Backstory: 'Pondemonium' is hockey at its purest
Pond hockey tournaments evoke a time when kids shoveled rinks and skated for hours in wool caps, through wisps of condensed breath.
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Serious hockey today is played in climate-controlled indoor arenas. But the game's purists still idealize its beginnings, when kids shoveled the snow from the rivers and ponds on the edge of town and skated for hours in their wool caps, through wisps of their condensed breath.Skip to next paragraph
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That was not a fairy tale. Thousands of hockey players still credit the pond as the source of their skating ability and their fondness for the game. It was there where the game's possibilities opened up to them and where the fellowship grew. The only way to re-create that atmosphere, the Minneapolis tournament's organizers knew, was to democratize the event and to maximize the raw fun. So they set up an open class for most of the players, smaller sections for seniors and women, and made it gender equal if somebody like the Simpsons of Medicine Lake, Minn., (dad David and two sons along with Sarah) wanted to play together. One of her brothers, of course, didn't make the first game. This IS pure amateur hockey: He locked the keys in his car.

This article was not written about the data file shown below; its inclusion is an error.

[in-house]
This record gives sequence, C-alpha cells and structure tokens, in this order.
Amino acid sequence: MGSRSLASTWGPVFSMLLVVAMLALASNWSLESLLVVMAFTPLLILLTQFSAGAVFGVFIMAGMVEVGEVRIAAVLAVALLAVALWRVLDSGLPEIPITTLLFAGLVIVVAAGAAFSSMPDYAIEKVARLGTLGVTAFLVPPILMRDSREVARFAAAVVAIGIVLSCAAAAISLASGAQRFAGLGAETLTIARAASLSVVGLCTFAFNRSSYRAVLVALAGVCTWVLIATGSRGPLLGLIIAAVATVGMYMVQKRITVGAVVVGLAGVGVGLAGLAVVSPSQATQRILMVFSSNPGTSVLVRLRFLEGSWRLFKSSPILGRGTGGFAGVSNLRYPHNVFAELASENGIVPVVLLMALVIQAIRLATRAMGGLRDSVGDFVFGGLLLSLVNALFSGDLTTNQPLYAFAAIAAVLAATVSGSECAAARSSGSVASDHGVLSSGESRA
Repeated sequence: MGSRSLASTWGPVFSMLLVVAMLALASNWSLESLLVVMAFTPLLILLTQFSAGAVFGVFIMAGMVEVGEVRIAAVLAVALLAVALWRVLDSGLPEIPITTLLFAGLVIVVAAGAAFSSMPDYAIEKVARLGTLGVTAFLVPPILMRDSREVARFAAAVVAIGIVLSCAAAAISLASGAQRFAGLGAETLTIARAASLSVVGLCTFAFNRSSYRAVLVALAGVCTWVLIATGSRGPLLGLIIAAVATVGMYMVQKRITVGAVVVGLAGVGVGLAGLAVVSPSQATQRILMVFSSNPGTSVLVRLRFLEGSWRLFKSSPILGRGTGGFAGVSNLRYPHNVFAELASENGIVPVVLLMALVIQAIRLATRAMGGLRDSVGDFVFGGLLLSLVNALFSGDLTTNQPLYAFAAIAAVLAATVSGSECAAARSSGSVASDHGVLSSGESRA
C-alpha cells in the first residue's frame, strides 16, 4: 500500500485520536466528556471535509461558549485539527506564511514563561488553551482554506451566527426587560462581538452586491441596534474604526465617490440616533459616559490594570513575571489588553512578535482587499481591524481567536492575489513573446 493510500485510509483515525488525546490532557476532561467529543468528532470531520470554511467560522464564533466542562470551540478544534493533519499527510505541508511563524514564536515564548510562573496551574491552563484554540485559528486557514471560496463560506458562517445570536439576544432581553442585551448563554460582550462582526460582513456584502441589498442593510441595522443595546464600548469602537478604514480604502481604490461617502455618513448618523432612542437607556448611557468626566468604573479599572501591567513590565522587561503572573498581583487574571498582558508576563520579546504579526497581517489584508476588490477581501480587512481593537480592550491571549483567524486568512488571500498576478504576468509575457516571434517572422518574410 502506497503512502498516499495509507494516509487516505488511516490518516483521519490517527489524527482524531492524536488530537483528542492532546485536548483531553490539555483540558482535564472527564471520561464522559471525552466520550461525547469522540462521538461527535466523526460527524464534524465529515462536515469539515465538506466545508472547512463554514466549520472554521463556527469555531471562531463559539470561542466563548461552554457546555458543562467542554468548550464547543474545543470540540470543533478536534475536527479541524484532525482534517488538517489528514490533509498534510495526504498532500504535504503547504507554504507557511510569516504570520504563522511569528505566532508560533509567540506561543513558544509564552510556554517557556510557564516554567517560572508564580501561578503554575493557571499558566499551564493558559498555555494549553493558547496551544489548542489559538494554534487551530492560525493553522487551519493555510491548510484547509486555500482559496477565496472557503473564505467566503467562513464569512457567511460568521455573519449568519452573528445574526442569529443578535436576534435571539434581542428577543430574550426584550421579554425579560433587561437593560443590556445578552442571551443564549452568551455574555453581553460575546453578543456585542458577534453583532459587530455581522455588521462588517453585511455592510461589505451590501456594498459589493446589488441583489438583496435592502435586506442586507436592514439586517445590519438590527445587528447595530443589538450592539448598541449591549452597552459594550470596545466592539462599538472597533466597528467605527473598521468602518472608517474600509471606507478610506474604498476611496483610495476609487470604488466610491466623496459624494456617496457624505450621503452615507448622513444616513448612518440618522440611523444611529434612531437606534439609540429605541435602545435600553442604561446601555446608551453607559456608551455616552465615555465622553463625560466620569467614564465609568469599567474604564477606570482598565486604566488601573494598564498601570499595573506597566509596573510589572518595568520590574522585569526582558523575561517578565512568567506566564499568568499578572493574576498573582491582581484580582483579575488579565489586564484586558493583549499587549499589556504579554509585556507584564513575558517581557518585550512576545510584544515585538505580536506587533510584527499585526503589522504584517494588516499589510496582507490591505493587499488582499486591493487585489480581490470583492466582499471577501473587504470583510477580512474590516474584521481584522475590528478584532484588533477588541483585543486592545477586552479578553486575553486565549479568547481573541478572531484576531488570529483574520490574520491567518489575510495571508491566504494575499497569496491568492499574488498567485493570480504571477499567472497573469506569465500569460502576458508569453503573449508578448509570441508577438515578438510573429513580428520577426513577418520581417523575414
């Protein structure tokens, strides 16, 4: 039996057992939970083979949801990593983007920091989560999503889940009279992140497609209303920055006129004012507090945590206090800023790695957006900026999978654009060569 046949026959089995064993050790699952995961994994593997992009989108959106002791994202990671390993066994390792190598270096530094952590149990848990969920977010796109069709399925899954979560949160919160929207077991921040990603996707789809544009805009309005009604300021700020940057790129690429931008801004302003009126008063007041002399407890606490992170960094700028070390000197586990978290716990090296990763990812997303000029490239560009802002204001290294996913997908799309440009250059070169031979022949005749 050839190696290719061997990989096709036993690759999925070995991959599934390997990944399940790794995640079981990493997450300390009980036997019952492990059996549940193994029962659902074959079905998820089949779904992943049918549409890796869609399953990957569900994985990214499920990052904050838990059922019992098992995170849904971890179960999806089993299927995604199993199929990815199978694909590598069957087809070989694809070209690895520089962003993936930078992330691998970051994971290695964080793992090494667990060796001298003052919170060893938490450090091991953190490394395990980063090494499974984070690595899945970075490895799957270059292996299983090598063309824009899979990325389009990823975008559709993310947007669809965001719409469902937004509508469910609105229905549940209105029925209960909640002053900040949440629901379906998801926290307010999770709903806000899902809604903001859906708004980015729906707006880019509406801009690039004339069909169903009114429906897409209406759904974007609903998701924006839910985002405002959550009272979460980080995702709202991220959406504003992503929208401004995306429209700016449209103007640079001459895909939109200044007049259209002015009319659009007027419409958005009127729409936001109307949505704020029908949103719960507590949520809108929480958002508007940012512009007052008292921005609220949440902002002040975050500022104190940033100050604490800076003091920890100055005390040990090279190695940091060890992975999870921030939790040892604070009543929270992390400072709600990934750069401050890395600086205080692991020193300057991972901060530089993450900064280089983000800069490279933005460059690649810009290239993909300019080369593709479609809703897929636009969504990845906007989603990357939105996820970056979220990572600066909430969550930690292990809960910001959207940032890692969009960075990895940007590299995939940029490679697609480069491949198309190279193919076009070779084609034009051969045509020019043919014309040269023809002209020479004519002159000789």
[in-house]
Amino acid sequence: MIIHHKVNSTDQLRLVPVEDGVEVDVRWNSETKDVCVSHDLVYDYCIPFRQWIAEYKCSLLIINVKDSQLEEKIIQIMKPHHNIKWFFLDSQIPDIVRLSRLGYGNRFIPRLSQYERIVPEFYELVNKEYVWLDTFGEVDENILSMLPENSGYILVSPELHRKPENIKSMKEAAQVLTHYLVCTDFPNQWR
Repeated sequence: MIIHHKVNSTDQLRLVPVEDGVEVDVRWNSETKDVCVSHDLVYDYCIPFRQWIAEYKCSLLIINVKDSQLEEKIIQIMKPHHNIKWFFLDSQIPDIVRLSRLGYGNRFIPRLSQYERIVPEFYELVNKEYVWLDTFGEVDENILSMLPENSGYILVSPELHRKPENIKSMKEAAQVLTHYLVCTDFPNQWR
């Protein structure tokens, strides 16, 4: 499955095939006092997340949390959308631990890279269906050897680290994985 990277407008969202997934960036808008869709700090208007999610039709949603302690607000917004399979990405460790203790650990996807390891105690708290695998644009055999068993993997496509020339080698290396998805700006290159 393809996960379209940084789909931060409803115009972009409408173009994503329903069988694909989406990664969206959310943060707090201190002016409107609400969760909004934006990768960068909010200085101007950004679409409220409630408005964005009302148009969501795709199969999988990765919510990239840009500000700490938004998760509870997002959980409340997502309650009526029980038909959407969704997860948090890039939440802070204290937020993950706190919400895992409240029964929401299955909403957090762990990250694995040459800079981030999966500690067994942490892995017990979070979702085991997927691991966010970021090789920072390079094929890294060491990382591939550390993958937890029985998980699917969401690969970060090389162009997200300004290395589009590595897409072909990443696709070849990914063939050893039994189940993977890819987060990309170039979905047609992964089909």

It was competitive but pristine hockey impossible in the big league arenas of today. These were shortened rinks without passing lines. Body-checking and lifting pucks were banned. The goals were wood boxes five feet wide and four inches high with slots a foot wide cut into the two corners. Those are the targets, not especially easy in full flight. It still took reflexes and stickhandling to score.
For the human penguin onlookers, most of them wool-wrapped and ear-lapped, there was a shoreside warming tent, hot drinks, and sandwiches. Nobody won prizes for high fashion. The several thousand spectators shuffled about without any obvious show of martyrdom and Saturday's temperatures of 28 to 30 degrees F. were eminently bearable.
The prizes awarded to the champions the next day were awarded with a wink but dignity, the Golden Shovels, which the promoters admit are not quite ready to take their place beside the Lombardi Trophy and Stanley Cup. Admission was free. The $300 entry fee for the 116 teams was expected to net over $300,000, not likely to cover expenses. Fred Haberman, of a Minneapolis public relations agency that organized the event, does see momentum building. "We had 116 teams this weekend," he says. "We could build that into much bigger numbers. This is a wholesome, celebratory weekend, hockey people coming together. And this is a big lake."
Beachcombers in Florida might be alarmed at the thought of several thousand people walking about on an ice surface only a foot thick. Experts will tell you that's more than adequate. And the sense of fraternity was almost as thick as the ice.
Hockey players, especially amateurs like those who played this weekend, are aware of the pecking order of the fans' favorites in big-time sports. Hockey doesn't televise well. There's also the fighting syndrome among the macho pros. Hockey amateurs - men, and increasingly women - know that it takes a pretty rare combination of skilled skating, precision, instinct, and reflexes among all players in their sport.
They also know that it began for most of them on a frozen pond at the end of town.